Saturday, 27 December 2014

Ancient Culture, Shellfish and Pissing Monkeys


Silly brain rot set in a museum
According to the Wall Street Journal:
The first floor of the American Museum of Natural History still reeked of smoke when the museum’s emergency team swept in to assess the damage from a fire that forced the evacuation of some 4,000 people. The Dec. 12 fire, sparked when heat from a worker’s torch ignited a filter in an exterior ventilation unit, pumped soot and smoke into the museum’s oldest exhibition hall, the Hall of Northwest Coast Indians. Then two sprinklers came on, splashing some totem poles and display cases filled with ceremonial masks, tools and other irreplaceable artifacts.
Eh? Is this still 1899, with museums displaying White-supremacy-enhancing trophies, or are we now in the twenty-first century? According to a well-known online encyclopaedia:
Natural history is the research and study of organisms including plants or animals in their environment, leaning more towards observational than experimental methods of study. [...] the systematic study of any category of natural objects or organisms.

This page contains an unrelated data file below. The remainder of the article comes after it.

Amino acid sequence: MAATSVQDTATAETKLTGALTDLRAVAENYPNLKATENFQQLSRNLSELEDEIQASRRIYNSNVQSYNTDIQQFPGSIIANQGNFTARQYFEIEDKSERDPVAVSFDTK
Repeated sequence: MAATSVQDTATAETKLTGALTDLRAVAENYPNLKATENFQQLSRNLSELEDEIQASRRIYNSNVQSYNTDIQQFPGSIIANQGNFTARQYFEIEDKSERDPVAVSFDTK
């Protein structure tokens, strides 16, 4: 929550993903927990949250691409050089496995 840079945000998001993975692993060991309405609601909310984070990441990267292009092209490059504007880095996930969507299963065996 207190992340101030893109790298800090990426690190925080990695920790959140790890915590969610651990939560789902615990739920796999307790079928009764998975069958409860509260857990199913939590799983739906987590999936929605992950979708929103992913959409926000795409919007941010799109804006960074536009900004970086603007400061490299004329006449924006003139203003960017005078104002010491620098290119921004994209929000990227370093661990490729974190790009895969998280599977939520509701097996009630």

Native Americans are not animals like shellfish and monkeys. But it seems it's urinating monkeys that the museum sees as a great asset in the struggle to get ordinary people into the US capital's museums over the "holiday" (they mean Christmas) period:
Adding to the pressure: The latest film in the “Night at the Museum” movie franchise, which has boosted holiday attendance at the museum, was scheduled to hit theaters on Dec. 19.
Oh, oh well, that means they'd just  have to get the 'natural history exhibits' spick and span, we cannot have the curated cultural trophies looking shabby and covered in soot and water if these are visitors coming, can we? I would think the conservators should be getting over to the WSJ journalists that the "pressure" should rather be to effect the long-term preservation of the items curated in the museum rather than meeting some short-term aim of synchronising activity with a film release. How shallow can cultural institutions get?
 

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